Op-Ed, 601 words

My Autistic Child Isn’t ‘Diseased’

Instead of trying to "cure" autism, we should focus on creating a friendlier, more respectful environment.

Oscar Reyes

Finding out that your child is autistic is usually presented as a disaster, a financial and emotional drain that needs a long period of grief to come to terms with.

And with one in every 68 children — one for every three classes of primary school kids — receiving this diagnosis, it’s common to hear talk of an autism “epidemic.”

As a proud parent of an autistic child, I’ve learned that it’s unhelpful to think about it this way.

Autism is notoriously difficult to summarize. There’s a common expression that “if you’ve met one person with autism, you’ve met one person with autism.” Each one has their own way of thinking about the world. Instead of thinking in language, some autistic people think in pictures, or through more abstract feelings.

Autistic people are often over- or under-responsive to sensory information. For example, my son loves hugs — and taught himself how to somersault at the age some kids can hardly walk. Other autistic children find physical contact almost painful (but are no less loving for that) and can be physically clumsy.

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(Photo: hepingting/Flickr)

These aren’t signs of a “disease” so much as they’re natural variations in how people are. Talk of an “epidemic” has fostered junk science, like the discredited theory repeated by President Trump that vaccinations cause autism.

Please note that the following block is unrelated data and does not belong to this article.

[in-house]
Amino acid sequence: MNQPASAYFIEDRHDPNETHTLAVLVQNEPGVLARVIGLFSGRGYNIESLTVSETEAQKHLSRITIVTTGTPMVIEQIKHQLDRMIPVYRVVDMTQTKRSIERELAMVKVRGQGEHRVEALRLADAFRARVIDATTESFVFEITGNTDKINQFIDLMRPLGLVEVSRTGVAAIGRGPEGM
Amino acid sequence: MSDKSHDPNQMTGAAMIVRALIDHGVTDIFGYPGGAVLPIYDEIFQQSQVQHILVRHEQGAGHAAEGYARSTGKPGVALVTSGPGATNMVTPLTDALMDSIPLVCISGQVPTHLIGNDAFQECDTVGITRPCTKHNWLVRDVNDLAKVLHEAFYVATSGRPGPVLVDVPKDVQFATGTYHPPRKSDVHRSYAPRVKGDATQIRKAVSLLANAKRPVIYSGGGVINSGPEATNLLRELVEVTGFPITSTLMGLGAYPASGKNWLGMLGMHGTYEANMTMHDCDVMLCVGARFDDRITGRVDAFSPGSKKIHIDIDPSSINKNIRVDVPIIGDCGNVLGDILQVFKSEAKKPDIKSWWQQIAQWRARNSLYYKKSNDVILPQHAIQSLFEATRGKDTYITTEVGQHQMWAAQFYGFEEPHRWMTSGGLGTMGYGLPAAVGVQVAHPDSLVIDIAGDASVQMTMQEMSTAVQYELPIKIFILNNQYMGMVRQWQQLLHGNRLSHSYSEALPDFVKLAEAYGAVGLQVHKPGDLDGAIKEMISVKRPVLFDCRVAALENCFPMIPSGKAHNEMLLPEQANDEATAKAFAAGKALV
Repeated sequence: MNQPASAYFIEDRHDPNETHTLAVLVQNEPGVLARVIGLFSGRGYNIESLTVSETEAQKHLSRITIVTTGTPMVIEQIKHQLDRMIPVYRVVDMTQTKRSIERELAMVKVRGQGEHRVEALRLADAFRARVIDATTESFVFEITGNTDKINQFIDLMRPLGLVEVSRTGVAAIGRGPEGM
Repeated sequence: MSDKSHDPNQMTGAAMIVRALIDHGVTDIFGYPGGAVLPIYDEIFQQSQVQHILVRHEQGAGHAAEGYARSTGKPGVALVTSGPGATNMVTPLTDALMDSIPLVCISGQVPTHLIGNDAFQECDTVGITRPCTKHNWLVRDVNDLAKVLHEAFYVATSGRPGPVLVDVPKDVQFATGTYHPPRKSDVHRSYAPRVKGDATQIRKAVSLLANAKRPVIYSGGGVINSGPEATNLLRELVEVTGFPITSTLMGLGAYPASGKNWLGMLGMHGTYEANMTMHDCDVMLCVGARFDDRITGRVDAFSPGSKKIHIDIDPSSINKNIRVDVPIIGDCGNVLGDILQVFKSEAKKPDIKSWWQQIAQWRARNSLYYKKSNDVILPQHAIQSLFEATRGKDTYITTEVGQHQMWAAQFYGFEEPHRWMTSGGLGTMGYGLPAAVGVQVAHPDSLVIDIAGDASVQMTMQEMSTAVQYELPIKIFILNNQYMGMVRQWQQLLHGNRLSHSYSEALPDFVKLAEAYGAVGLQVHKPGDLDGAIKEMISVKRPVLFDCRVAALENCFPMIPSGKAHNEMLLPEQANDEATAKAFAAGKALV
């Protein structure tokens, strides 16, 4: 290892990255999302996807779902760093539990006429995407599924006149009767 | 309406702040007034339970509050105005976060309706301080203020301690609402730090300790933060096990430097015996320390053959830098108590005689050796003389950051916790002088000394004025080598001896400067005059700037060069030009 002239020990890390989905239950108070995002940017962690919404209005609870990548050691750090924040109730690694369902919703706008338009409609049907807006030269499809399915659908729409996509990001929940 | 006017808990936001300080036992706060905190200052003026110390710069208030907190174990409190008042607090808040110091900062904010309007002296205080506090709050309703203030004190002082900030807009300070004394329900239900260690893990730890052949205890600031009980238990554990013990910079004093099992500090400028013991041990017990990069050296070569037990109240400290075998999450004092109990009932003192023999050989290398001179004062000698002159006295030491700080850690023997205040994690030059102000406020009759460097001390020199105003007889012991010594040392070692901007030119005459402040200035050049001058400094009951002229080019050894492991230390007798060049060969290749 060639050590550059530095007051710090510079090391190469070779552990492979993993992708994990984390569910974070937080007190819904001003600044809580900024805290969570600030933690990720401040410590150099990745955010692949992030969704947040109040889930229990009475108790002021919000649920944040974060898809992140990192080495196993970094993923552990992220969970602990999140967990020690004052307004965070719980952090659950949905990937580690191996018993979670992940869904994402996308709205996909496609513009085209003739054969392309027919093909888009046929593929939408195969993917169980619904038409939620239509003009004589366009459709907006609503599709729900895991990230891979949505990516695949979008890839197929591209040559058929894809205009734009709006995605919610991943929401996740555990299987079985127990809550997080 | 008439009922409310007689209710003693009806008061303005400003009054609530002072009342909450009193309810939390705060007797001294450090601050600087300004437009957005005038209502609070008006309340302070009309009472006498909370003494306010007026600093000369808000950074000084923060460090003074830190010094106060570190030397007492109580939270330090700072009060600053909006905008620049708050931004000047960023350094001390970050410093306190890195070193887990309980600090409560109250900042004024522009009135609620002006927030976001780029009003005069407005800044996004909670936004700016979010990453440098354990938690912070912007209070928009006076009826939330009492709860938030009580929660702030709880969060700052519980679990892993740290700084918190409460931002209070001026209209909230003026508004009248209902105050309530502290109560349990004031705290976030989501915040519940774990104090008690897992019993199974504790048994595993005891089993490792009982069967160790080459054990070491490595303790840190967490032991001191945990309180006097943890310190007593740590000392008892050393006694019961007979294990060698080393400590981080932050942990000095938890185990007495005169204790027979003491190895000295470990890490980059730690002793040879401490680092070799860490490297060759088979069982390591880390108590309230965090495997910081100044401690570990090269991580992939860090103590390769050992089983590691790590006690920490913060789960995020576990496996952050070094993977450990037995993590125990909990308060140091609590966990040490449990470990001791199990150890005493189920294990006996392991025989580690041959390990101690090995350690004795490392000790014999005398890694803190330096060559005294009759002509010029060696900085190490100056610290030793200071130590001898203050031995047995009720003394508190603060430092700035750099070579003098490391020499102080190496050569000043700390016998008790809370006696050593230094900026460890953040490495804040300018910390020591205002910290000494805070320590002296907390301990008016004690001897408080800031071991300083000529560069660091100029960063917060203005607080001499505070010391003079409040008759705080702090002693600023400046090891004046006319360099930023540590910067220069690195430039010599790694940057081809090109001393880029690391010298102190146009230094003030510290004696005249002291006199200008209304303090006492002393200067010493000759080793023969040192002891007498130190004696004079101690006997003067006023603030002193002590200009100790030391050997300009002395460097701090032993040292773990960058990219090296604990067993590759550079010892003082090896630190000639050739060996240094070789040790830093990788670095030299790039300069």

Epidemic talk creates a harmful stigma and gets people pouring money into a search for a “cure.” But we’d be far better off investing our energies in creating a friendlier, more respectful environment for autistic people.

That investment would help parents too, since the biggest challenges in raising autistic kids result from a lack of adequate services.

Some people get it.

The Individuals with Disabilities Education Act — which came about as a result of civil rights struggles by disabled people — helps millions of autistic children receive support in schools. (It can continue to do so now that the Supreme Court struck down a judgment by Supreme Court nominee Neil Gorsuch that could’ve severely limited these services.)

The Affordable Care Act — aka Obamacare — also helps thousands of people receive essential health benefits like autism services, and the demise of the proposed GOP replacement has helped to secure those for now.

Representations of autism are slowly improving, too. For example, Sesame Street just created an autistic character called Julia who flaps her hands when she’s happy and avoids eye contact, like many autistic people do. But she’s one of the very first positive role models for either autistic children or their peers to relate to.

The situation can be even tougher for adults. Essential services tend to fall off a cliff after school age — with little support for everything from home adaptions to training programs. That’s damaging, as autistic people still face routine discrimination in finding jobs and college admissions.

Although a handful of more enlightened employers are starting to realize that autism can be a huge asset in the workplace, a lot remains to be done.

With Autism Awareness Day approaching on April 2, let’s focus on the real challenges that autistic people face: a lack of support and understanding. Let’s listen more to autistic people — and organizations like the Autistic Self-Advocacy Network — to better understand the roadblocks that our society throws in the path of autistic people.

Let’s rename it Autism Acceptance Day, too, and move away from talk of “disasters” and “epidemics.” Instead, we should focus on the positive contributions that autistic people make to our lives and communities.

And to families like mine.

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Oscar Reyes is an associate fellow with the Institute for Policy Studies’ Sustainable Energy & Economy Network.